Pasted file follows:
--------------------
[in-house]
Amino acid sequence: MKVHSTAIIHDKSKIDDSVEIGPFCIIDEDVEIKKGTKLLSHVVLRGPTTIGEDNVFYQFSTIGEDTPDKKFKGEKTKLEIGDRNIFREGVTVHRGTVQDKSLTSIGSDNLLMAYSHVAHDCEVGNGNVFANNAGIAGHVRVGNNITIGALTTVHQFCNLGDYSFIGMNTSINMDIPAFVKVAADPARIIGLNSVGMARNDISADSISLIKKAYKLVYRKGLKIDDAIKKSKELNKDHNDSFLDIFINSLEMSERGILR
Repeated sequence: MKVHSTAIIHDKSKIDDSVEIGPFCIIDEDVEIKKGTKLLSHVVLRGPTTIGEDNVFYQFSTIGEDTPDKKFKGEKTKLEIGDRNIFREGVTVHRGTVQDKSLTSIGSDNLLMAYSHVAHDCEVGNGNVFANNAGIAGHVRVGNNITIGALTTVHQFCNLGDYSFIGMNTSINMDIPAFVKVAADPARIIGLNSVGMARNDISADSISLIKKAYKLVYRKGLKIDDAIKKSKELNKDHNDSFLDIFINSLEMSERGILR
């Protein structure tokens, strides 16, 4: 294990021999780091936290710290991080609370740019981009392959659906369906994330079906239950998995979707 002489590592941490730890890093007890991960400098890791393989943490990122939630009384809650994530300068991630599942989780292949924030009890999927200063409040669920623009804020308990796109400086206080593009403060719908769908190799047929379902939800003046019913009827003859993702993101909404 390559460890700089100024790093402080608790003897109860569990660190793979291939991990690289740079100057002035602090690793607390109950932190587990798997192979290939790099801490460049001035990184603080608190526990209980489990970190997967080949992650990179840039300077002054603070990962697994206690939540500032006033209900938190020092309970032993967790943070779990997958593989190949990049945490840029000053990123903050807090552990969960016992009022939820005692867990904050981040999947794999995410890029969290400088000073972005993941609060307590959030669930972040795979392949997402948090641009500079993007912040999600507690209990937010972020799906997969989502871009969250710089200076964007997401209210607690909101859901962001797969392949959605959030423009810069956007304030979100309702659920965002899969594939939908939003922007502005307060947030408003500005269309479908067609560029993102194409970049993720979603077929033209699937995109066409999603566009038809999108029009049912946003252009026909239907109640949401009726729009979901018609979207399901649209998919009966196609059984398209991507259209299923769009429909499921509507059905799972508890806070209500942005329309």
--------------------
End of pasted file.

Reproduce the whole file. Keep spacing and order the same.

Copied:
[in-house]
Amino acid sequence: MKVHSTAIIHDKSKIDDSVEIGPFCIIDEDVEIKKGTKLLSHVVLRGPTTIGEDNVFYQFSTIGEDTPDKKFKGEKTKLEIGDRNIFREGVTVHRGTVQDKSLTSIGSDNLLMAYSHVAHDCEVGNGNVFANNAGIAGHVRVGNNITIGALTTVHQFCNLGDYSFIGMNTSINMDIPAFVKVAADPARIIGLNSVGMARNDISADSISLIKKAYKLVYRKGLKIDDAIKKSKELNKDHNDSFLDIFINSLEMSERGILR
Repeated sequence: MKVHSTAIIHDKSKIDDSVEIGPFCIIDEDVEIKKGTKLLSHVVLRGPTTIGEDNVFYQFSTIGEDTPDKKFKGEKTKLEIGDRNIFREGVTVHRGTVQDKSLTSIGSDNLLMAYSHVAHDCEVGNGNVFANNAGIAGHVRVGNNITIGALTTVHQFCNLGDYSFIGMNTSINMDIPAFVKVAADPARIIGLNSVGMARNDISADSISLIKKAYKLVYRKGLKIDDAIKKSKELNKDHNDSFLDIFINSLEMSERGILR
């Protein structure tokens, strides 16, 4: 294990021999780091936290710290991080609370740019981009392959659906369906994330079906239950998995979707 002489590592941490730890890093007890991960400098890791393989943490990122939630009384809650994530300068991630599942989780292949924030009890999927200063409040669920623009804020308990796109400086206080593009403060719908769908190799047929379902939800003046019913009827003859993702993101909404 390559460890700089100024790093402080608790003897109860569990660190793979291939991990690289740079100057002035602090690793607390109950932190587990798997192979290939790099801490460049001035990184603080608190526990209980489990970190997967080949992650990179840039300077002054603070990962697994206690939540500032006033209900938190020092309970032993967790943070779990997958593989190949990049945490840029000053990123903050807090552990969960016992009022939820005692867990904050981040999947794999995410890029969290400088000073972005993941609060307590959030669930972040795979392949997402948090641009500079993007912040999600507690209990937010972020799906997969989502871009969250710089200076964007997401209210607690909101859901962001797969392949959605959030423009810069956007304030979100309702659920965002899969594939939908939003922007502005307060947030408003500005269309479908067609560029993102194409970049993720979603077929033209699937995109066409999603566009038809999108029009049912946003252009026909239907109640949401009726729009979901018609979207399901649209998919009966196609059984398209991507259209299923769009429909499921509507059905799972508890806070209500942005329309």